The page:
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from The Lost City





Instinctively the brothers drew nearer each other, as though for
mutual protection, each one letting hand drop to belt where a
revolver was habitually carried, but which was lacking now,
thanks to the great haste with which they had taken wing at the
approach of the tornado.

"What is it? What can it mean?" asked Bruno and Waldo, almost in
the same breath, as those fierce echoes died away in the
distance.

Professor Featherwit made no immediate reply, but by the glow of
yonder camp-fire he fumbled inside the magic locker, fetching
forth firearms, then speaking in hushed tones:

"Wait. Listen for--I knew it!"

From the opposite quarter came what might easily have been an
echo of that first wild screech, only louder, longer, more
savage, if such a thing be possible.

Prepared though they now were, neither brother could refrain from
shrinking and shuddering, so hideously that cry sounded in their
ears. But their uncle spoke in cool, clear tones:

"There is nothing supernatural about that, my lads. A panther or
mountain lion, I dare say, scenting the fumes of our cookery, and
coming to claim a share."

"Then it isn't--Nothing spookish, uncle Phaeton?" ventured Waldo,
in slightly unsteady tones.

The professor gave swift assurance upon that point, and, rallying
as few youngsters would have done under like circumstances, the
brothers grasped the weapons supplied their hands, waiting and
watching for what was to come.

Once, twice, thrice those savage calls echoed far and wide, but
with each repetition losing a portion of their terrors; and
knowing now that prowling beasts surely were drawing nigh the
camp-fire, the flying machine was abandoned by the trio, all
drawing closer to the fire, which might prove no slight
protection against attack.

Then followed a period of utter silence, during which their eyes
roved restlessly around, striving to sight the four-footed enemy
ere an actual attack could be made.

Professor Featherwit was first to glimpse a pair of greenish eyes
in silent motion, and, giving a low hiss of warning to his
nephews, that same sound serving to check further progress on the
part of the wild beast, his short rifle came to a level, then
emitted a peculiar sound.

Only the keenest of ears could have noted that, for only the
fraction of an instant later followed a sharp explosion, the
darkness beyond being briefly lit up by a yellowish glare.

"That's enough,--beware its mate!" cried the professor, keenly
alert for whatever might ensue; but the words were barely across
his lips when, with a vicious snarl, a furry shape came flying
through the air, knocking Featherwit over as he instinctively
ducked his head with arm flying up as additional guard.


Both man and beast came very near falling into the fire itself,
and there ensued a wild, confused scramble, out of which the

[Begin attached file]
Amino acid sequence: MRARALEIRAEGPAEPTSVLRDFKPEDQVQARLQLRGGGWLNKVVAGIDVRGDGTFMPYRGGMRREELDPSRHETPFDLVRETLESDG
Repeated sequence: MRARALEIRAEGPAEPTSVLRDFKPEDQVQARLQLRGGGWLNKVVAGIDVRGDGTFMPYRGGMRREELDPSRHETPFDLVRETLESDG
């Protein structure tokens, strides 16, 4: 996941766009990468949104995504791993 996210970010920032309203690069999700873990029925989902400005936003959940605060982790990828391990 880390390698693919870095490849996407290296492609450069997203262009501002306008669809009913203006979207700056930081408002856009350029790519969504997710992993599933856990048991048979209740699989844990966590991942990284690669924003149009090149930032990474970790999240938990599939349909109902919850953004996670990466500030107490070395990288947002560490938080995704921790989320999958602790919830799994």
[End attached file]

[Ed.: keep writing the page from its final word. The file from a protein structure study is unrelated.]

brothers singled their enemy, Waldo opening fire with a revolver,
at close range, each shot causing the lion to yell and snarl most
ferociously.

A cat-like recovery, then the fatal leap might have followed, for
the confused professor was rising to his feet again, fairly in
front of the enraged brute; but ere worse came, Waldo and Bruno
were to the rescue, one firing as rapidly as possible, his
brother driving a keen-bladed knife to the very hilt just back of
that quivering forearm.

One mad wrestle, in which both lads were overthrown, then the
gaunt and muscular brute stretched its length in a shivering
throe, dead even while it strove to slay.

Just as the professor hurried to the front, beseeching his boys
to keep out of peril if they loved him; at which Waldo laughed
outright, although never had he felt a warmer love for the same
odd-speaking, queer-acting personage than right at that moment.

"I'm all right; how's it with you, sir? And--Bruno?"

"Without a scratch to remember it by," promptly asserted the
elder brother, likewise regaining his feet and taking hasty
account of stock. "No fault of his, though!" giving that carcass
a kick as he spoke. "My gracious! I caught just one glimpse of
them, and I was ready to make affidavit that each fang would
measure a foot, while his claws--"

"Would pass through an elephant and clinch on the other side,"
declared Waldo, stooping far enough to lift one of those armed
paws. "But, I say, Bruno, how awfully they have shrunk, since
then!"

Whether so intended or not, this characteristic break caused a
mutual laugh, and, as there was neither sound nor sign of further
danger from like source, one and all satisfied their curiosity by
minutely inspecting the huge brute, stirring up the fire for that
purpose.

"An ugly customer, indeed, if we had given him anything like a
fair show," gravely uttered the professor. "Only for your prompt
assistance, my dear boys, what would have become of poor me?"

"We acted on our own account, as well, please remember, uncle.
And even so, after all you have done for us since--"

"What was it you shot at, uncle Phaeton?" interrupted Waldo, who
was constitutionally averse to aught which savoured of sentiment.
"Another one of these--little squirrels, was it?"

Snatching up a blazing brand, the lad moved off in that
direction, whirling the torch around his head until it burst into
clear flame, then lowering it closer to a bloody heap of fur and
powerful limbs, to give a short ejaculation of wondering awe.

It was a headless body upon which he gazed, ragged fragments of
skin and a few splinters of bone alone remaining to tell that a
solid skull had so recently been thereon.

Professor Phaeton gave another of his peculiar little chuckles,
as he drew near, then patted the compact little rifle with which
he had wrought such extraordinary work: a weapon of his own
invention, as were the dynamite-filled shells to match.

"Although I am rather puny myself, boys, with this neat little
contrivance I could fairly well hold my own against man or